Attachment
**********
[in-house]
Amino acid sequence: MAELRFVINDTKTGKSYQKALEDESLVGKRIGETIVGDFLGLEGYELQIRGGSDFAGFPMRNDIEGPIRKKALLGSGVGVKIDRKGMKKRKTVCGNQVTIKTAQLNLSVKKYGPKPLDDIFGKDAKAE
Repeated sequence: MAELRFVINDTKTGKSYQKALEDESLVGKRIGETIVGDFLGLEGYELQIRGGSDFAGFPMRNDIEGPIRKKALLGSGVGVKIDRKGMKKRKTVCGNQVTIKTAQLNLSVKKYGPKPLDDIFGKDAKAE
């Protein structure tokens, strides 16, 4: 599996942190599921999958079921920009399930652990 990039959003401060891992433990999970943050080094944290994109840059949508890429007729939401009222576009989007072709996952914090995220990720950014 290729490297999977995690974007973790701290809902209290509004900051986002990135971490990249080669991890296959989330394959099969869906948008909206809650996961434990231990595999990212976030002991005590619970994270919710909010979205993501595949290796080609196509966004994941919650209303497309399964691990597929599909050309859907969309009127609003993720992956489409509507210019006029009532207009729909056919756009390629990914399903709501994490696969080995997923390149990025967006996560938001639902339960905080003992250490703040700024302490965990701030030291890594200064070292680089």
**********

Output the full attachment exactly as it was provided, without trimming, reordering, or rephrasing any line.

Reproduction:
[in-house]
Amino acid sequence: MAELRFVINDTKTGKSYQKALEDESLVGKRIGETIVGDFLGLEGYELQIRGGSDFAGFPMRNDIEGPIRKKALLGSGVGVKIDRKGMKKRKTVCGNQVTIKTAQLNLSVKKYGPKPLDDIFGKDAKAE
Repeated sequence: MAELRFVINDTKTGKSYQKALEDESLVGKRIGETIVGDFLGLEGYELQIRGGSDFAGFPMRNDIEGPIRKKALLGSGVGVKIDRKGMKKRKTVCGNQVTIKTAQLNLSVKKYGPKPLDDIFGKDAKAE
């Protein structure tokens, strides 16, 4: 599996942190599921999958079921920009399930652990 990039959003401060891992433990999970943050080094944290994109840059949508890429007729939401009222576009989007072709996952914090995220990720950014 290729490297999977995690974007973790701290809902209290509004900051986002990135971490990249080669991890296959989330394959099969869906948008909206809650996961434990231990595999990212976030002991005590619970994270919710909010979205993501595949290796080609196509966004994941919650209303497309399964691990597929599909050309859907969309009127609003993720992956489409509507210019006029009532207009729909056919756009390629990914399903709501994490696969080995997923390149990025967006996560938001639902339960905080003992250490703040700024302490965990701030030291890594200064070292680089």